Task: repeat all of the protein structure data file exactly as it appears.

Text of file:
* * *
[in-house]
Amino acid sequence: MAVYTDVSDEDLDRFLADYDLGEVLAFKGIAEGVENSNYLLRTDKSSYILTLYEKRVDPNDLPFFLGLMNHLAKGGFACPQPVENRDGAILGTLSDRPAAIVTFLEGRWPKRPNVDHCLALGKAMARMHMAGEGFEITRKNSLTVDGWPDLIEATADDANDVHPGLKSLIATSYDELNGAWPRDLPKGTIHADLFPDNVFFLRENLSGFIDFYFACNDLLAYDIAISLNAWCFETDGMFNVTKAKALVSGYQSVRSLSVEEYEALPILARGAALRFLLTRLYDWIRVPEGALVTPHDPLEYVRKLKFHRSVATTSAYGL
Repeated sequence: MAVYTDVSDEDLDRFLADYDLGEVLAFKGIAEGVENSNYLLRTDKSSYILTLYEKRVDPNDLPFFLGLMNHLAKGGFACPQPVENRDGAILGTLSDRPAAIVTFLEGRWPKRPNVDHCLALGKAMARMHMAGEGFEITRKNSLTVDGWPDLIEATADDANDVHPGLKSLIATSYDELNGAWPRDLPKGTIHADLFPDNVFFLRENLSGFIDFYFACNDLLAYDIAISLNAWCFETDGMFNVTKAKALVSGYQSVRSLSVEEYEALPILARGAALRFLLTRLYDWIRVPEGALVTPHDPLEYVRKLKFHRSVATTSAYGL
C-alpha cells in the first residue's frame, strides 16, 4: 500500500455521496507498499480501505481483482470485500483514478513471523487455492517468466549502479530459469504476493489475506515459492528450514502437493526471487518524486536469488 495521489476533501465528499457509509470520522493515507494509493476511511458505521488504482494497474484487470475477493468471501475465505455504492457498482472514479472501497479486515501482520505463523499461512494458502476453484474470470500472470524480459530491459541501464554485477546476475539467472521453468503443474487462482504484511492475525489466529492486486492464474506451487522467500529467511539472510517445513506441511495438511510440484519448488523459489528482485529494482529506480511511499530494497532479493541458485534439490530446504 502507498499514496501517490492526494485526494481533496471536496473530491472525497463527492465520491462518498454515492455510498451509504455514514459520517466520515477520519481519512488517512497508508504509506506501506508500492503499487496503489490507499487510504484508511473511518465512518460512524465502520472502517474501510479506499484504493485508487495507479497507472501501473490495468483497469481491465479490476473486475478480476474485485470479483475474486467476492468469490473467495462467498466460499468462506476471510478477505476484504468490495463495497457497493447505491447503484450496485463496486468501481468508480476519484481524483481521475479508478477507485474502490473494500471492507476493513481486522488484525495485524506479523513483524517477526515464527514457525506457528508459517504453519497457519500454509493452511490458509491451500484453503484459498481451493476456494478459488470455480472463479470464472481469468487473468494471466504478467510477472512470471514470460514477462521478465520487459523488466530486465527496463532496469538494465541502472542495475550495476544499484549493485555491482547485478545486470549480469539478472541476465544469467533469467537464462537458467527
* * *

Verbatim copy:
[in-house]
Amino acid sequence: MAVYTDVSDEDLDRFLADYDLGEVLAFKGIAEGVENSNYLLRTDKSSYILTLYEKRVDPNDLPFFLGLMNHLAKGGFACPQPVENRDGAILGTLSDRPAAIVTFLEGRWPKRPNVDHCLALGKAMARMHMAGEGFEITRKNSLTVDGWPDLIEATADDANDVHPGLKSLIATSYDELNGAWPRDLPKGTIHADLFPDNVFFLRENLSGFIDFYFACNDLLAYDIAISLNAWCFETDGMFNVTKAKALVSGYQSVRSLSVEEYEALPILARGAALRFLLTRLYDWIRVPEGALVTPHDPLEYVRKLKFHRSVATTSAYGL
Repeated sequence: MAVYTDVSDEDLDRFLADYDLGEVLAFKGIAEGVENSNYLLRTDKSSYILTLYEKRVDPNDLPFFLGLMNHLAKGGFACPQPVENRDGAILGTLSDRPAAIVTFLEGRWPKRPNVDHCLALGKAMARMHMAGEGFEITRKNSLTVDGWPDLIEATADDANDVHPGLKSLIATSYDELNGAWPRDLPKGTIHADLFPDNVFFLRENLSGFIDFYFACNDLLAYDIAISLNAWCFETDGMFNVTKAKALVSGYQSVRSLSVEEYEALPILARGAALRFLLTRLYDWIRVPEGALVTPHDPLEYVRKLKFHRSVATTSAYGL
C-alpha cells in the first residue's frame, strides 16, 4: 500500500455521496507498499480501505481483482470485500483514478513471523487455492517468466549502479530459469504476493489475506515459492528450514502437493526471487518524486536469488 495521489476533501465528499457509509470520522493515507494509493476511511458505521488504482494497474484487470475477493468471501475465505455504492457498482472514479472501497479486515501482520505463523499461512494458502476453484474470470500472470524480459530491459541501464554485477546476475539467472521453468503443474487462482504484511492475525489466529492486486492464474506451487522467500529467511539472510517445513506441511495438511510440484519448488523459489528482485529494482529506480511511499530494497532479493541458485534439490530446504 502507498499514496501517490492526494485526494481533496471536496473530491472525497463527492465520491462518498454515492455510498451509504455514514459520517466520515477520519481519512488517512497508508504509506506501506508500492503499487496503489490507499487510504484508511473511518465512518460512524465502520472502517474501510479506499484504493485508487495507479497507472501501473490495468483497469481491465479490476473486475478480476474485485470479483475474486467476492468469490473467495462467498466460499468462506476471510478477505476484504468490495463495497457497493447505491447503484450496485463496486468501481468508480476519484481524483481521475479508478477507485474502490473494500471492507476493513481486522488484525495485524506479523513483524517477526515464527514457525506457528508459517504453519497457519500454509493452511490458509491451500484453503484459498481451493476456494478459488470455480472463479470464472481469468487473468494471466504478467510477472512470471514470460514477462521478465520487459523488466530486465527496463532496469538494465541502472542495475550495476544499484549493485555491482547485478545486470549480469539478472541476465544469467533469467537464462537458467527